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HONOLULU (HawaiiNewsNow) -
One month after 233,000 gallons
of molasses spilled into Honolulu Harbor, researchers have learned a little
more about its impact on the coral and underwater ecosystem, but studies are
ongoing to determine the full scope of damage.
"We know that there's
significant numbers of dead coral down there," said Frazer McGilvray, the administrator
for the Division of Aquatic Resources.
Experts say the extent of
the damage and the potential for recovery after the molasses spill appears
dependent on the coral ecosystem.
"What we've seen is
substantial injuries to corals of various species below the water," McGilvray
Officials with the Department of Land and Natural
Resources, who are heading the assessment phase, have identified a key
species of coral they're using as an indicator of damage, but say it's too
early to know the full scope.
DLNR has partnered with
researchers at the Kewalo Marine Laboratory for answers.
"The lace corals have been almost
completely killed off and when we saw them initially they were bleaching. The follow-up studies show that all the ones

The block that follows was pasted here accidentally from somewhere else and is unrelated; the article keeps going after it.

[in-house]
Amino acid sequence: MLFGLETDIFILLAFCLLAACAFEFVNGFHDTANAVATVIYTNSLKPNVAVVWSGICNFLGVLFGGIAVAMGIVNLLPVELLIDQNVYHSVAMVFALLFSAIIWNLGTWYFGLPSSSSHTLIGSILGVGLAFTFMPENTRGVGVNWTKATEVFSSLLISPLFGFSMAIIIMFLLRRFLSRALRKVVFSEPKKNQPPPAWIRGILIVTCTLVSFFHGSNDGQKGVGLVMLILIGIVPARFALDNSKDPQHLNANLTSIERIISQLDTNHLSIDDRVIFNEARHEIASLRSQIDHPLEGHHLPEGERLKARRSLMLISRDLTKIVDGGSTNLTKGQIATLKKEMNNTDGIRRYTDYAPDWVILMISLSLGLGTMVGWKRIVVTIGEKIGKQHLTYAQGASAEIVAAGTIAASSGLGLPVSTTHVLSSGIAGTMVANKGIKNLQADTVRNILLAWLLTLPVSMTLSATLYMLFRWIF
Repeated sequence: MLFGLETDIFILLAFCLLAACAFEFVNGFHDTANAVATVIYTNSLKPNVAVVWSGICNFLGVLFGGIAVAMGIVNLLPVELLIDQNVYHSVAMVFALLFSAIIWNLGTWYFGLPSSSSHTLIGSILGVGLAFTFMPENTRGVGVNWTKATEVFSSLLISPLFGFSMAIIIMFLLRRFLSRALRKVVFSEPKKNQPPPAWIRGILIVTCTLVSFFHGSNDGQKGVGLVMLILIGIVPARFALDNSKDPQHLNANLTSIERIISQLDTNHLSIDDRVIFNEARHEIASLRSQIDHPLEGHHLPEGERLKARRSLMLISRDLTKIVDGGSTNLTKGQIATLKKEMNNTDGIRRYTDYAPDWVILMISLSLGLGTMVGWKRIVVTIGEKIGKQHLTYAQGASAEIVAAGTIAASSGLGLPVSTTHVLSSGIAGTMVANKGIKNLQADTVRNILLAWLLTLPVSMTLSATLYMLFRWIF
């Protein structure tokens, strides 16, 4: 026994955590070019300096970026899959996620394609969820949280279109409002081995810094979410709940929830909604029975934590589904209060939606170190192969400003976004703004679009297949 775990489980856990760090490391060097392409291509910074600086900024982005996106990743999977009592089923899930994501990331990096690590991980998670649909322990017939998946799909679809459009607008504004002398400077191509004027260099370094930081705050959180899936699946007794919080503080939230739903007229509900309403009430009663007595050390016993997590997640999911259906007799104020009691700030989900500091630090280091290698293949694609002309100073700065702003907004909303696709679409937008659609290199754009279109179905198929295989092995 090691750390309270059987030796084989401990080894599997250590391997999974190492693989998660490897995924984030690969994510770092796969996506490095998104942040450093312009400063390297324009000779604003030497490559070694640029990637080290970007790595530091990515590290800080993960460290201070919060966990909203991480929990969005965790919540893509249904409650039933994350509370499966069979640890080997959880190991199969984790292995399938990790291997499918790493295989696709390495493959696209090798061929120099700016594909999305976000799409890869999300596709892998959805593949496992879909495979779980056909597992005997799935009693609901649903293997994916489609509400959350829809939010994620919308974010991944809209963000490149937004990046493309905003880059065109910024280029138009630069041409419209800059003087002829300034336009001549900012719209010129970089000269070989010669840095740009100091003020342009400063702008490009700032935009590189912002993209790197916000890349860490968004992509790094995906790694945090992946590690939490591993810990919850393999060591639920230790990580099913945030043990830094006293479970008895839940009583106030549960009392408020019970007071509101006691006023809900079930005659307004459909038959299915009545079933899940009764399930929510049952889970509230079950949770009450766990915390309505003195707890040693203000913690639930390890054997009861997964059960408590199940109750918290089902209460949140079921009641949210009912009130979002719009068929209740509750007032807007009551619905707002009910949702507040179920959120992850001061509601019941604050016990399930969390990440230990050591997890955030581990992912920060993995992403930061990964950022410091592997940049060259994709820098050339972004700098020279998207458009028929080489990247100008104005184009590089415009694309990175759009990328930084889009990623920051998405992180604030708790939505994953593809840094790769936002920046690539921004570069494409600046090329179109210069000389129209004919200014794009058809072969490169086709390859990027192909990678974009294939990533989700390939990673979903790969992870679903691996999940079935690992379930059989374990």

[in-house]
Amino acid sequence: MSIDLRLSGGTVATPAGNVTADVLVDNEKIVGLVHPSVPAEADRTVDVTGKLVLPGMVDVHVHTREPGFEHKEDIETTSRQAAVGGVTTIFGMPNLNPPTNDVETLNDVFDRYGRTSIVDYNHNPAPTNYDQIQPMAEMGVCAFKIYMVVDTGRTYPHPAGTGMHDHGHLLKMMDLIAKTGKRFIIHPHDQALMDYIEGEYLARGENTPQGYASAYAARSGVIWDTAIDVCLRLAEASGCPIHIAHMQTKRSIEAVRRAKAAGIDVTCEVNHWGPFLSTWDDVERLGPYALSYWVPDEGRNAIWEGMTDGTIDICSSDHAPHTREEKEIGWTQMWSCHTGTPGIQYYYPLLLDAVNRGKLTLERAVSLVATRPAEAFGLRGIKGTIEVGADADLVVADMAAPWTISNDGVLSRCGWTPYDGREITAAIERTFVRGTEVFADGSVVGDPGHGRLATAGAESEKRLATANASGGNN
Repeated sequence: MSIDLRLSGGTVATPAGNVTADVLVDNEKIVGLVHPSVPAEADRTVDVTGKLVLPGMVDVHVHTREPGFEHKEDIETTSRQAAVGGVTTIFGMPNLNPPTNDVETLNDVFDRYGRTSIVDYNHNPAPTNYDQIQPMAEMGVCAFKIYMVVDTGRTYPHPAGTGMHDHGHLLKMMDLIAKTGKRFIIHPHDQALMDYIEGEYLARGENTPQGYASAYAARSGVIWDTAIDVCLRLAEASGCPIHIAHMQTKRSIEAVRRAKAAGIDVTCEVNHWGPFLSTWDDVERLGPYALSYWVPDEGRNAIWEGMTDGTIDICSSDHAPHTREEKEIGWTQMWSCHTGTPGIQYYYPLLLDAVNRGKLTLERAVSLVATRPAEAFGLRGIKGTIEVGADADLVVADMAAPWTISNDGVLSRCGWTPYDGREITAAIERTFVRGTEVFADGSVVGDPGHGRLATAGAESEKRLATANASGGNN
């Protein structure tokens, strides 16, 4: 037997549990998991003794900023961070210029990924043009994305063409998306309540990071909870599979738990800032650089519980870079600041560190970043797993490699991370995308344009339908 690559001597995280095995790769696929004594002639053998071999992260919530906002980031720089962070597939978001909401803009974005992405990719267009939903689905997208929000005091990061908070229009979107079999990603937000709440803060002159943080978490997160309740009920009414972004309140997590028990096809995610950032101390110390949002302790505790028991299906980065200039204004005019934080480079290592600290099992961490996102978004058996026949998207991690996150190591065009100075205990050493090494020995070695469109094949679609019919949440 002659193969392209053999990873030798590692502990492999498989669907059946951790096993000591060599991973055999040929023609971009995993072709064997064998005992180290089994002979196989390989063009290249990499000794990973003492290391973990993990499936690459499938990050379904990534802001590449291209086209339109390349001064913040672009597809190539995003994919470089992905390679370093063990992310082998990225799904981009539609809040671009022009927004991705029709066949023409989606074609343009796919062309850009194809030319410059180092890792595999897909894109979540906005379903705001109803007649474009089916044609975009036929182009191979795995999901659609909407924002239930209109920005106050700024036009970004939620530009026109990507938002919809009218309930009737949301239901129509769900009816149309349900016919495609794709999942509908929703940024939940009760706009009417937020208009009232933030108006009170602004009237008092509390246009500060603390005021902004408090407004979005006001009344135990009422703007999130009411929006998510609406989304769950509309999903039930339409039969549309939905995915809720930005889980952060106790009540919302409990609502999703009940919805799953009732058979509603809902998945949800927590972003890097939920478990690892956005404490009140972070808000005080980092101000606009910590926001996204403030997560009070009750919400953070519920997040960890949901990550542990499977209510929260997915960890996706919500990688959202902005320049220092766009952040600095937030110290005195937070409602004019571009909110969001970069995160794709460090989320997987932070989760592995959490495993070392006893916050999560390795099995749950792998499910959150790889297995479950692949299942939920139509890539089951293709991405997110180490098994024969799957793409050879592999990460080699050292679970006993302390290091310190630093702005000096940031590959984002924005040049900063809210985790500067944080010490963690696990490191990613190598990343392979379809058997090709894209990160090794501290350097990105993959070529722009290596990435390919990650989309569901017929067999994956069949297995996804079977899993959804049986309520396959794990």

that bleached did eventually die, so we're talking about hundreds of coral
colonies at minimum," described Bob Richmond, a
Research Professor at the University of Hawaii's Kewalo Marine Lab.
Richmond says samples
indicate the water quality of the Harbor has returned to its pre-spill
environment, but he cautions that coral health and resurgence are critically
dependent on conditions of the ocean floor as well.
More than 26,000 fish were
killed in the aftermath of the Matson molasses spill. Without them, marine biologists say the ocean
floor is quickly being taken over by fleshy algae – making it impossible for
the next generation of coral to settle.
"Corals and coral reefs are a
very big part of the local culture, of our local environment – and when we lose
them we lose economic, cultural and ecological value," said Richmond.
Scientists just finished a two week
experiment in which they exposed coral to various levels of concentrated
molasses to determine what amount kills them off and what renders them
incapable of functioning. The statistics
will help officials create new policies and response plans for the otherwise un-regulated
"There's no question about it – substantial
resources that are important to the people of Hawai'i and the world were lost
as a result of this," Richmond explained.
DLNR diving teams will
continue to monitor both Honolulu Harbor and Ke'ehi Lagoon, but just how long
the assessment phase lasts will depend on what they find.